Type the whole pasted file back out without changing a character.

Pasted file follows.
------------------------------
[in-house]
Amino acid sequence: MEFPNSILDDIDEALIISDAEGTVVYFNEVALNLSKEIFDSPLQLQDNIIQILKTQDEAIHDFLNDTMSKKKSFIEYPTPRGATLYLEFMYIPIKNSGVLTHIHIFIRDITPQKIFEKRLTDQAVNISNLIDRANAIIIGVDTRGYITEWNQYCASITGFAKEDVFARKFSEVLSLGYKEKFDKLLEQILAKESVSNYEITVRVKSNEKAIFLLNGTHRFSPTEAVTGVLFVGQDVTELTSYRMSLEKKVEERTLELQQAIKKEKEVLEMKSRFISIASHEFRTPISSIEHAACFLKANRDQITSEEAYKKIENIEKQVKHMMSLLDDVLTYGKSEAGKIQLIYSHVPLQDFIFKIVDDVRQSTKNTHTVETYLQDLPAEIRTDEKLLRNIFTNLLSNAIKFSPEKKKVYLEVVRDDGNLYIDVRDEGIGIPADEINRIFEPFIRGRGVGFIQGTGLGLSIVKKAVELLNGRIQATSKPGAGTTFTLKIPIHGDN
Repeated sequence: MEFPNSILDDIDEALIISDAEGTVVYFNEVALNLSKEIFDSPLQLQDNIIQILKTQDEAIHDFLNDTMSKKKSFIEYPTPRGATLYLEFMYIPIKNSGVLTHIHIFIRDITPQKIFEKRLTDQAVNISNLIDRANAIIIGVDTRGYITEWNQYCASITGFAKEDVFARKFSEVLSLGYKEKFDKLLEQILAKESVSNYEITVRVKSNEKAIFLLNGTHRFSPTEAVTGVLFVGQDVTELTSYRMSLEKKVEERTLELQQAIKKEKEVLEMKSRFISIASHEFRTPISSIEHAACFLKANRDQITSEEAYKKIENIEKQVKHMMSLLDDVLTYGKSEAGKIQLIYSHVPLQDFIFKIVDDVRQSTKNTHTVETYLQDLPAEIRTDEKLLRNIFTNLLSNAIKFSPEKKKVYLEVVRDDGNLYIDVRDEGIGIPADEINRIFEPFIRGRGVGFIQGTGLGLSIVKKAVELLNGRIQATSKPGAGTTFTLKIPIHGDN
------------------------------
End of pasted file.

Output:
[in-house]
Amino acid sequence: MEFPNSILDDIDEALIISDAEGTVVYFNEVALNLSKEIFDSPLQLQDNIIQILKTQDEAIHDFLNDTMSKKKSFIEYPTPRGATLYLEFMYIPIKNSGVLTHIHIFIRDITPQKIFEKRLTDQAVNISNLIDRANAIIIGVDTRGYITEWNQYCASITGFAKEDVFARKFSEVLSLGYKEKFDKLLEQILAKESVSNYEITVRVKSNEKAIFLLNGTHRFSPTEAVTGVLFVGQDVTELTSYRMSLEKKVEERTLELQQAIKKEKEVLEMKSRFISIASHEFRTPISSIEHAACFLKANRDQITSEEAYKKIENIEKQVKHMMSLLDDVLTYGKSEAGKIQLIYSHVPLQDFIFKIVDDVRQSTKNTHTVETYLQDLPAEIRTDEKLLRNIFTNLLSNAIKFSPEKKKVYLEVVRDDGNLYIDVRDEGIGIPADEINRIFEPFIRGRGVGFIQGTGLGLSIVKKAVELLNGRIQATSKPGAGTTFTLKIPIHGDN
Repeated sequence: MEFPNSILDDIDEALIISDAEGTVVYFNEVALNLSKEIFDSPLQLQDNIIQILKTQDEAIHDFLNDTMSKKKSFIEYPTPRGATLYLEFMYIPIKNSGVLTHIHIFIRDITPQKIFEKRLTDQAVNISNLIDRANAIIIGVDTRGYITEWNQYCASITGFAKEDVFARKFSEVLSLGYKEKFDKLLEQILAKESVSNYEITVRVKSNEKAIFLLNGTHRFSPTEAVTGVLFVGQDVTELTSYRMSLEKKVEERTLELQQAIKKEKEVLEMKSRFISIASHEFRTPISSIEHAACFLKANRDQITSEEAYKKIENIEKQVKHMMSLLDDVLTYGKSEAGKIQLIYSHVPLQDFIFKIVDDVRQSTKNTHTVETYLQDLPAEIRTDEKLLRNIFTNLLSNAIKFSPEKKKVYLEVVRDDGNLYIDVRDEGIGIPADEINRIFEPFIRGRGVGFIQGTGLGLSIVKKAVELLNGRIQATSKPGAGTTFTLKIPIHGDN